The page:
What, when and where of petitions submitted to the UK government during a time of chaos

DC FieldValueLanguage
dc.contributor.authorVidgen, Bertie-
dc.contributor.authorYasseri, Taha-
dc.date.accessioned2022-01-12T13:07:28Z-
dc.date.available2022-01-12T13:07:28Z-
dc.date.copyright2020 the Authorsen_US
dc.date.issued2020-07-11-
dc.identifier.citationPolicy Sciencesen_US
dc.identifier.issn0032-2687-
dc.identifier.urihttp://hdl.handle.net/10197/12722-
dc.description.abstractIn times marked by political turbulence and uncertainty, as well as increasing divisiveness and hyperpartisanship, Governments need to use every tool at their disposal to understand and respond to the concerns of their citizens. We study issues raised by the UK public to the Government during 2015–2017 (surrounding the UK EU membership referendum), mining public opinion from a data set of 10,950 petitions, which contain 30.5 million signatures. We extract the main issues with a ground-up natural language processing method, latent Dirichlet allocation topic modelling. We then investigate their temporal dynamics and geographic features. We show that whilst the popularity of some issues is stable across the 2 years, others are highly influenced by external events, such as the referendum in June 2016. We also study the relationship between petitions’ issues and where their signatories are geographically located. We show that some issues receive support from across the whole country, but others are far more local. We then identify six distinct clusters of constituencies based on the issues which constituents sign. Finally, we validate our approach by comparing the petitions’ issues with the top issues reported in Ipsos MORI survey data. These results show the huge power of computationally analysing petitions to understand not only what issues citizens are concerned about but also when and from where.en_US
dc.language.isoenen_US
dc.publisherSpringeren_US
dc.rightsThis article is licensed under a Creative Commons Attribution 4.0 International License, which permits use, sharing, adaptation, distribution and reproduction in any medium or format, as long as you give appropriate credit to the original author(s) and the source, provide a link to the Creative Commons licence, and indicate if changes were made. The images or other third party material in this article are included in the article's Creative Commons licence, unless indicated otherwise in a credit line to the material. If material is not included in the article's Creative Commons licence and your intended use is not permitted by statutory regulation or exceeds the permitted use, you will need to obtain permission directly from the copyright holder. To view a copy of this licence, visit http://creativecommons.org/licenses/by/4.0/.en_US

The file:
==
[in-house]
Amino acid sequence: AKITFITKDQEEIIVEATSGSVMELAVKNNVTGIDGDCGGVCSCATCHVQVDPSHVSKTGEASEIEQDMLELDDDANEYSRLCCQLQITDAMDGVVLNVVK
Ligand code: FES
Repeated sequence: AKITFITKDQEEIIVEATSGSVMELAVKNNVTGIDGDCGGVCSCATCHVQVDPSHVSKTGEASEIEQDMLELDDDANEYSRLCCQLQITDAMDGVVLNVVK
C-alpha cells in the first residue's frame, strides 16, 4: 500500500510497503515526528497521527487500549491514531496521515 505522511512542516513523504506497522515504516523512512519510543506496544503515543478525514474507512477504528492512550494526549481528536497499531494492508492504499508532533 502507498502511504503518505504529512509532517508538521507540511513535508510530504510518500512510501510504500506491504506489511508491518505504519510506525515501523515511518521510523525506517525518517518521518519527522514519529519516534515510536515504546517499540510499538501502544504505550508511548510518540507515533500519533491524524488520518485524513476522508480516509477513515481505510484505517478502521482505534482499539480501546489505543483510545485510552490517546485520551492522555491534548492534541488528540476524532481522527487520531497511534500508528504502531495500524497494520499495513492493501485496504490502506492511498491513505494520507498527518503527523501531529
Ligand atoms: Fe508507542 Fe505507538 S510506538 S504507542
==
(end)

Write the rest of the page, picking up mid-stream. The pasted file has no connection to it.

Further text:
dc.subjectPetitionen_US
dc.subjectPolitical participationen_US
dc.subjectBrexiten_US
dc.subjectOpinion miningen_US
dc.subjectGovernmenten_US
dc.subjectPolitical participationen_US
dc.subjectPolicyen_US
dc.subjectAgeen_US
dc.titleWhat, when and where of petitions submitted to the UK government during a time of chaosen_US
dc.typeJournal Articleen_US
dc.internal.authorcontactothertaha.yasseri@ucd.ieen_US
dc.statusPeer revieweden_US
dc.identifier.volume53en_US
dc.identifier.issue3en_US
dc.identifier.startpage535en_US
dc.identifier.endpage557en_US
dc.identifier.doi10.1007/s11077-020-09395-y-
dc.neeo.contributorVidgen|Bertie|aut|-
dc.neeo.contributorYasseri|Taha|aut|-
dc.description.othersponsorshipEngineering and Physical Sciences Research Councilen_US
dc.description.othersponsorshipAlan Turing Instituteen_US
dc.date.updated2021-12-02T18:43:50Z-
dc.identifier.grantidEP/N510129/1-
dc.rights.licensehttps://creativecommons.org/licenses/by/3.0/ie/en_US
item.fulltextWith Fulltext-
item.grantfulltextopen-
Appears in Collections:Sociology Research Collection
Geary Institute Research Collection
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